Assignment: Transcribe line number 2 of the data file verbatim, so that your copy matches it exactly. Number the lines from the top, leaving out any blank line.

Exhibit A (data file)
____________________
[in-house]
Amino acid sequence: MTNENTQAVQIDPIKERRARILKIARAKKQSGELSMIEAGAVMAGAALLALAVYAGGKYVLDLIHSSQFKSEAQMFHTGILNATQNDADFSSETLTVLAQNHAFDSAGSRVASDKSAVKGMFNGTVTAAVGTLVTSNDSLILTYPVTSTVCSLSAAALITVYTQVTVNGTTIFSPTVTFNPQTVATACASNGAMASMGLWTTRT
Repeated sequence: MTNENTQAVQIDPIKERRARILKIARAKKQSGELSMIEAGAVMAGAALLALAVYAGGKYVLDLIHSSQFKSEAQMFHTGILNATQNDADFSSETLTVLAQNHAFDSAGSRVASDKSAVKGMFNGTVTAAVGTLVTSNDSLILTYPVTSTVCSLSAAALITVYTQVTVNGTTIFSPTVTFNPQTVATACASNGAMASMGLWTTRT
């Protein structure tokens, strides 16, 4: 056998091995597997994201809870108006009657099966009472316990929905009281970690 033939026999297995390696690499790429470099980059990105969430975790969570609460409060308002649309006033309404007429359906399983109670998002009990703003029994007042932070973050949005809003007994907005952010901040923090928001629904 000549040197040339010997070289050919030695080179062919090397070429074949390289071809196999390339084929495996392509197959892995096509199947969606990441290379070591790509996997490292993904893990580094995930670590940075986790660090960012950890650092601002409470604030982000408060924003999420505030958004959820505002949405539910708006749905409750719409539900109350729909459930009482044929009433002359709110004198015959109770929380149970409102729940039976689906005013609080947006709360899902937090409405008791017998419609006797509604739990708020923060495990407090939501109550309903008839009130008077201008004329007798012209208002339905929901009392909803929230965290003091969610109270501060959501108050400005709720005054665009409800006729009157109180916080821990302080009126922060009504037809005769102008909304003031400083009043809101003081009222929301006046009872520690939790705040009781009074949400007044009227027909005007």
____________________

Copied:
Amino acid sequence: MTNENTQAVQIDPIKERRARILKIARAKKQSGELSMIEAGAVMAGAALLALAVYAGGKYVLDLIHSSQFKSEAQMFHTGILNATQNDADFSSETLTVLAQNHAFDSAGSRVASDKSAVKGMFNGTVTAAVGTLVTSNDSLILTYPVTSTVCSLSAAALITVYTQVTVNGTTIFSPTVTFNPQTVATACASNGAMASMGLWTTRT